August 31, 2018 | By Sulav Paudel

Next Generation 2018 – The Plight of Small Organic Farmers

The Chicago Council on Global Affairs is pleased to present the 2018 Next Generation Delegates blog series. This year’s Delegation was comprised of 27 outstanding students from universities across the United States and around the world studying agriculture, food, and related disciplines. We were thrilled to feature these emerging leaders at the Global Food Security Symposium 2018, and look forward to sharing the exciting work of this extraordinary group.

At a time where the organic market is booming, where consumer demand for organic products is increasing worldwide, it may sound bizarre to hear that small organic farmers are struggling greatly. However, it is true, at least in the United States.

Organic farming is as old as agriculture. However, the history of the modern revival of organic agriculture dates back to the first half of the 20th century at a time when there was a growing reliance on new synthetic and inorganic methods. In a developing country like Nepal, where I am from, the organic movement is still in its infancy, but I have always believed that organic farming is the “holy grail” of sustainable agriculture. I thought this was a universal belief, but to my surprise, when I came to the United States, I learned that a large number of small-scale organic farmers in the United States are struggling to survive within a system that supports large-scale operations. Additionally, the new regulations have diluted the spirit of “organic,” as much of the produce sold under the organic label is produced under near-conventional conditions.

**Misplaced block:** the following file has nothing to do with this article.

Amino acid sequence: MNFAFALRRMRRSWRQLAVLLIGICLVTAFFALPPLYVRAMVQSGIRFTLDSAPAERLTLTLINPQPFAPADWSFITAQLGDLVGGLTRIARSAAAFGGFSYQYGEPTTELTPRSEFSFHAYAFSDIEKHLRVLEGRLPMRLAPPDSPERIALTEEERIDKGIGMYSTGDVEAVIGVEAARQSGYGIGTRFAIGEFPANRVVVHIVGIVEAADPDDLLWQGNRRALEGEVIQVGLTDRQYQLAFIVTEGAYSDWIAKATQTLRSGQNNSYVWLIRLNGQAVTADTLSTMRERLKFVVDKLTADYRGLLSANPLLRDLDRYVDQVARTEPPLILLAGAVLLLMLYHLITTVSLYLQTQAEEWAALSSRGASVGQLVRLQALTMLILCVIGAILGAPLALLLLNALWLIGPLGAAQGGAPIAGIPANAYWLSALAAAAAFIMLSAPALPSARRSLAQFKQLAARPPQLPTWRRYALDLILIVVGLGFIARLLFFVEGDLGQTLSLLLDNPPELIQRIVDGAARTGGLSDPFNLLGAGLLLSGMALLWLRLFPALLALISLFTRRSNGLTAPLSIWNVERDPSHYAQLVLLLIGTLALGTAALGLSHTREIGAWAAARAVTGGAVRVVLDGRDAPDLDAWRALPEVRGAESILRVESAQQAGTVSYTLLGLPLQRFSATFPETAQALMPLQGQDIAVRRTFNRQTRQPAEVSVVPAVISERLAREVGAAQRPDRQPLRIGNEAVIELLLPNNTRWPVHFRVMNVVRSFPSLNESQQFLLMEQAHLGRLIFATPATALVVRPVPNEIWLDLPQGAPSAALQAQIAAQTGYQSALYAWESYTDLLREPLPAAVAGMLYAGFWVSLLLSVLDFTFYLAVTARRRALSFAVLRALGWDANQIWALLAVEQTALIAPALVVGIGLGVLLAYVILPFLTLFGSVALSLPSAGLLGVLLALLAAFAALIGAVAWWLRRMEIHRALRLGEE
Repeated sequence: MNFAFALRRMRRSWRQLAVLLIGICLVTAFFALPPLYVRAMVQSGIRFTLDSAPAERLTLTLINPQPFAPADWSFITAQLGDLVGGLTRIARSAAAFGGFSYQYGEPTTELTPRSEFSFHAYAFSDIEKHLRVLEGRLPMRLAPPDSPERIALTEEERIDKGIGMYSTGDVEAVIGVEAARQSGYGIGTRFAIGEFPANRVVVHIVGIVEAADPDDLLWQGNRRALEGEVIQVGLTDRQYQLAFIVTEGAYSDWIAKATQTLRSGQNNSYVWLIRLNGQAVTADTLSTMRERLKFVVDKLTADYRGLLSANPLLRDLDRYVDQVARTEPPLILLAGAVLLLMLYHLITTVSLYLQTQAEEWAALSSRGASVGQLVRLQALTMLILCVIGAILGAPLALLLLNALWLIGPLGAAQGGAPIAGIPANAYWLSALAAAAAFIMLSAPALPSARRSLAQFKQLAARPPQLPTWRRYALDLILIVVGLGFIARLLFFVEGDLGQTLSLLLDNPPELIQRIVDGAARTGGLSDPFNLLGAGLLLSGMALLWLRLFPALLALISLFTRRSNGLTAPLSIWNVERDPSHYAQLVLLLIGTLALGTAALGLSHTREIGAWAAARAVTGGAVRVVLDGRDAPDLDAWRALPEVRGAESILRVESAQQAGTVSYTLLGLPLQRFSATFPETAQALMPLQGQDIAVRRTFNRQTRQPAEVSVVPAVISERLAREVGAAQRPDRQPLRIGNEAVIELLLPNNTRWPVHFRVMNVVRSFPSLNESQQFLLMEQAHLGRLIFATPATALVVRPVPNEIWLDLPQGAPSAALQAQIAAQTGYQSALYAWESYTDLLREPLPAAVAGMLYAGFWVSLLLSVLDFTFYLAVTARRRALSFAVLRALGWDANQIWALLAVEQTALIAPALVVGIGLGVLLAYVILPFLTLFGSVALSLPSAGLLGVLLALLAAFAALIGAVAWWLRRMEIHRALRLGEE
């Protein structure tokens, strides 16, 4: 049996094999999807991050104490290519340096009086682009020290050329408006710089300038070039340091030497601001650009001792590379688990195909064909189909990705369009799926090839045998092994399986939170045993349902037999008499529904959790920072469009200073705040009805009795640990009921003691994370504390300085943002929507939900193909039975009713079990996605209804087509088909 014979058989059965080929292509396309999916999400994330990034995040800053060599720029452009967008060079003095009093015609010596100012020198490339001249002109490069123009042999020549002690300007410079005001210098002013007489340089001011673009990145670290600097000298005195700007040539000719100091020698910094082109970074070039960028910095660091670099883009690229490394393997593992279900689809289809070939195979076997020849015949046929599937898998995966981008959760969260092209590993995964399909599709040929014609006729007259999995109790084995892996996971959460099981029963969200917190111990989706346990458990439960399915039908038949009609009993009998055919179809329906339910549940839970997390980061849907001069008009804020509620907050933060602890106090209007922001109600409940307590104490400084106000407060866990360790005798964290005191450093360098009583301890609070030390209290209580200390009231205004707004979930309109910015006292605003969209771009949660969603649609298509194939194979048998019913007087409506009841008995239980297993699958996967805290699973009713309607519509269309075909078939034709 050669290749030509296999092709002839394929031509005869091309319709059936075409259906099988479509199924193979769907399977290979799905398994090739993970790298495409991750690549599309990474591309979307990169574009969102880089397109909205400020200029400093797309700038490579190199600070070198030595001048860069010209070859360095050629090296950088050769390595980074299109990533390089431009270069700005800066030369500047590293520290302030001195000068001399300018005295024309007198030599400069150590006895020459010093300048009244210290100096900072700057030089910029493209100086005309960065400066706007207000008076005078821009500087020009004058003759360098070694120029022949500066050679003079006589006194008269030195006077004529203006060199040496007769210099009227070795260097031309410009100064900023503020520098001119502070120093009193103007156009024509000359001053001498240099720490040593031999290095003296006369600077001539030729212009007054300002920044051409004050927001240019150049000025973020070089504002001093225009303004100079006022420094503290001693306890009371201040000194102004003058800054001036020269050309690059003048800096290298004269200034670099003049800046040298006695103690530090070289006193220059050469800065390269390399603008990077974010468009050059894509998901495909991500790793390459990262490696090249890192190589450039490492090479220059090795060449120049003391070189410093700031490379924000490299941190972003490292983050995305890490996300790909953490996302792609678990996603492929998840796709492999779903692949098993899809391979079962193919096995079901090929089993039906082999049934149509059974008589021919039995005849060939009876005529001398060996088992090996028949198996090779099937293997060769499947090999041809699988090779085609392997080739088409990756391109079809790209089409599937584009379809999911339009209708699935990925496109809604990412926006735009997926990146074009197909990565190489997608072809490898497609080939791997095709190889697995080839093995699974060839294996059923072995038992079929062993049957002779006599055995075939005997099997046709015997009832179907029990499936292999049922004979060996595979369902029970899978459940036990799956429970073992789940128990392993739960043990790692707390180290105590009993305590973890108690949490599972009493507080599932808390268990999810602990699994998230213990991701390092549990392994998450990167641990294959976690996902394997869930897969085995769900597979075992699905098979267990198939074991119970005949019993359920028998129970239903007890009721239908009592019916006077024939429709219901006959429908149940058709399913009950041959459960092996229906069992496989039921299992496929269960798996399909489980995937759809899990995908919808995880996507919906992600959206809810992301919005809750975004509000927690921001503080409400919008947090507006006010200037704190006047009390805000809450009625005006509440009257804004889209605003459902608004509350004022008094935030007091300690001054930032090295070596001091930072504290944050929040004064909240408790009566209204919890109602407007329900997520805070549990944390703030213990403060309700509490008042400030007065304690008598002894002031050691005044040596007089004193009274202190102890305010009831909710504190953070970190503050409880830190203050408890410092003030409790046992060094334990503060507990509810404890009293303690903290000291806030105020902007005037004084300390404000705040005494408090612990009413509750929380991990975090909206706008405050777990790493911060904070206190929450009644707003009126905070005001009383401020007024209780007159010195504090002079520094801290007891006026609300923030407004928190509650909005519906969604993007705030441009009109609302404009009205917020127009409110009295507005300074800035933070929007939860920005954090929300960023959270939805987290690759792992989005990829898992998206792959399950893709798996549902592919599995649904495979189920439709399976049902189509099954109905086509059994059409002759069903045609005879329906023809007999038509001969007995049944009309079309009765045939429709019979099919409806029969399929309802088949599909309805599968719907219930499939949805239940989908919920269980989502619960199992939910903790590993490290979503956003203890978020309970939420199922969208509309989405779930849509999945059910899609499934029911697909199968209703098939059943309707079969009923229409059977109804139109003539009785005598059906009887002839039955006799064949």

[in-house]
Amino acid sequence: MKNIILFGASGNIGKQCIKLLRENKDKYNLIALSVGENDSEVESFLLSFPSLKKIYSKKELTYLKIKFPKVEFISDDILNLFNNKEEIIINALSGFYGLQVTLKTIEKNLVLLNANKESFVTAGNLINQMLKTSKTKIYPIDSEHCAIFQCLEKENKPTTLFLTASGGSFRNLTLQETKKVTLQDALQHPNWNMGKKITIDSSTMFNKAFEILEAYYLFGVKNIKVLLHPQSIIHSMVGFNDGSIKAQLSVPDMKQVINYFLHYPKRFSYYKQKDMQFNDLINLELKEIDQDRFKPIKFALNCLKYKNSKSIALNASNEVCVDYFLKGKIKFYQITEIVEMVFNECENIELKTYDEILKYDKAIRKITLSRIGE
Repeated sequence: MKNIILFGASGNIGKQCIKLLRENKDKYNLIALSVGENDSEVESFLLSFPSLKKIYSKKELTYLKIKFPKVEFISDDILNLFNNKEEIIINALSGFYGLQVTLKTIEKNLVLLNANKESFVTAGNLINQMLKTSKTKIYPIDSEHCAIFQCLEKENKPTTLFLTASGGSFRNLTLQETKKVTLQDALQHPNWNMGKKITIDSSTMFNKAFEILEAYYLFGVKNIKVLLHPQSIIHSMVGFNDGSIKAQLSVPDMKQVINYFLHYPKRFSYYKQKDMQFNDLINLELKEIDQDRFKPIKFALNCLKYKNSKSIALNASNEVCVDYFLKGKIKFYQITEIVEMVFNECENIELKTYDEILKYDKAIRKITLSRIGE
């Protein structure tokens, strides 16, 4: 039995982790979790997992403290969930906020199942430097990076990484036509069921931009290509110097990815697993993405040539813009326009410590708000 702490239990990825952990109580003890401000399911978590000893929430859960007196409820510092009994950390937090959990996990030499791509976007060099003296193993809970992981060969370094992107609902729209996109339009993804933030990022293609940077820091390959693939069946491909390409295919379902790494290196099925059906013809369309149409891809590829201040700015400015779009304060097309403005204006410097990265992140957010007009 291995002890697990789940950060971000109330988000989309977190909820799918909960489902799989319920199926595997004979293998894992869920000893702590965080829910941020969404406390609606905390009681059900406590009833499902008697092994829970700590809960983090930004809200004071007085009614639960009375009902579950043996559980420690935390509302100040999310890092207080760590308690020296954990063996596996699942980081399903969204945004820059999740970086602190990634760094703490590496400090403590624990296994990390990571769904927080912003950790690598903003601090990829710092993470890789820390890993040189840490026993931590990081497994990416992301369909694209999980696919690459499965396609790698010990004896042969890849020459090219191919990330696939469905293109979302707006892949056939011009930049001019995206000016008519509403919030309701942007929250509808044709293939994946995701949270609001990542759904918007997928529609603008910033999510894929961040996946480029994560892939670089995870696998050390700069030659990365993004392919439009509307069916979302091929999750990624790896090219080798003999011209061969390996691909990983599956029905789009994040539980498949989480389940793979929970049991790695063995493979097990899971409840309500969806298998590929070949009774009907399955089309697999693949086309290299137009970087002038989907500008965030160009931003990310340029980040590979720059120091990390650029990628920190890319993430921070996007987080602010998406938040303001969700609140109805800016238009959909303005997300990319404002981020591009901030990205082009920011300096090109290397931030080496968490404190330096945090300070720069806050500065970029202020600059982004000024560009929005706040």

With the mantra “feed the soil, not the plants,” the organic food movement has progressed over the course of its more than seventy-five-year march from the agricultural margins to supermarket shelves in Whole Foods, Walmart, and others. Largely focused on maintaining soil fertility to produce healthy food and a healthier environment, the philosophy of organic agriculture was a departure from industrial agriculture, where synthetic fertilizers and pesticides were degrading food quality and the environment. Organic farming in the United States currently has a dual structure: a) smaller, lifestyle-oriented producers, and b) larger, industrial-scale producers—and within this structure, the small farmers are fighting hard to make a living. Fitzmaurice and Gareau, in their book Organic Futures: Struggling for Sustainability on the Small Farm present a compelling case about how new organic regulations have allowed entry of largescale actors, thus making it increasingly difficult for small farmers to remain economically viable. Most of them have to supplement their income through other activities to make ends meet financially, in addition to many additional problems small farmers struggle with on-farm: the cost and burdens of organic certification; the price of land and other on-farm inputs; and the costs of controlling pests and disease, among other challenges.